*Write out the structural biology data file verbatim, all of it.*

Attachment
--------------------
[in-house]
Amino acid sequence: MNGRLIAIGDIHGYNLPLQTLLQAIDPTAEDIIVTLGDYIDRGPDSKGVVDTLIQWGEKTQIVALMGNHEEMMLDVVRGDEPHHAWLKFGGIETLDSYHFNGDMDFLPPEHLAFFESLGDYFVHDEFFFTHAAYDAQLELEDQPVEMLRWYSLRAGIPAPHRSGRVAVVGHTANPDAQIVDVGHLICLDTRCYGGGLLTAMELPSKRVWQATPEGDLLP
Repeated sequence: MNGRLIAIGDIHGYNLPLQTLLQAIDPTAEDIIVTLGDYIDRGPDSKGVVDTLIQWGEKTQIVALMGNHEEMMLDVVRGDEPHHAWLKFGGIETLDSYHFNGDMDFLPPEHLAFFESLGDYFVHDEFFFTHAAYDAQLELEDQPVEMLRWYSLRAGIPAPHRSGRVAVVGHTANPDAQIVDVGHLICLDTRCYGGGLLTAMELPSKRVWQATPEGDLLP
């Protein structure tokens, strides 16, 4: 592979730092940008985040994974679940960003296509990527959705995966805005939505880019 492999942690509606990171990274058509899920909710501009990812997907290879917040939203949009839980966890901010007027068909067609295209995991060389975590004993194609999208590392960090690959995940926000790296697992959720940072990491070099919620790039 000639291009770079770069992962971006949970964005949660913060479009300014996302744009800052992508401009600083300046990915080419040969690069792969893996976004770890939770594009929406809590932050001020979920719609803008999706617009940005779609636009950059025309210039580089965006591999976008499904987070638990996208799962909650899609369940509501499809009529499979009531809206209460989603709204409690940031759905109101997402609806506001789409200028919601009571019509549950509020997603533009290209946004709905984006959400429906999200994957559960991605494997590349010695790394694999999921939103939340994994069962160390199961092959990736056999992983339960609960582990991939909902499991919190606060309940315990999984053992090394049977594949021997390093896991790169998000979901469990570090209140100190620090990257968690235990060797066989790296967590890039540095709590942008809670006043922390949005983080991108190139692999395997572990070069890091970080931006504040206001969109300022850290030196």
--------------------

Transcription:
[in-house]
Amino acid sequence: MNGRLIAIGDIHGYNLPLQTLLQAIDPTAEDIIVTLGDYIDRGPDSKGVVDTLIQWGEKTQIVALMGNHEEMMLDVVRGDEPHHAWLKFGGIETLDSYHFNGDMDFLPPEHLAFFESLGDYFVHDEFFFTHAAYDAQLELEDQPVEMLRWYSLRAGIPAPHRSGRVAVVGHTANPDAQIVDVGHLICLDTRCYGGGLLTAMELPSKRVWQATPEGDLLP
Repeated sequence: MNGRLIAIGDIHGYNLPLQTLLQAIDPTAEDIIVTLGDYIDRGPDSKGVVDTLIQWGEKTQIVALMGNHEEMMLDVVRGDEPHHAWLKFGGIETLDSYHFNGDMDFLPPEHLAFFESLGDYFVHDEFFFTHAAYDAQLELEDQPVEMLRWYSLRAGIPAPHRSGRVAVVGHTANPDAQIVDVGHLICLDTRCYGGGLLTAMELPSKRVWQATPEGDLLP
């Protein structure tokens, strides 16, 4: 592979730092940008985040994974679940960003296509990527959705995966805005939505880019 492999942690509606990171990274058509899920909710501009990812997907290879917040939203949009839980966890901010007027068909067609295209995991060389975590004993194609999208590392960090690959995940926000790296697992959720940072990491070099919620790039 000639291009770079770069992962971006949970964005949660913060479009300014996302744009800052992508401009600083300046990915080419040969690069792969893996976004770890939770594009929406809590932050001020979920719609803008999706617009940005779609636009950059025309210039580089965006591999976008499904987070638990996208799962909650899609369940509501499809009529499979009531809206209460989603709204409690940031759905109101997402609806506001789409200028919601009571019509549950509020997603533009290209946004709905984006959400429906999200994957559960991605494997590349010695790394694999999921939103939340994994069962160390199961092959990736056999992983339960609960582990991939909902499991919190606060309940315990999984053992090394049977594949021997390093896991790169998000979901469990570090209140100190620090990257968690235990060797066989790296967590890039540095709590942008809670006043922390949005983080991108190139692999395997572990070069890091970080931006504040206001969109300022850290030196």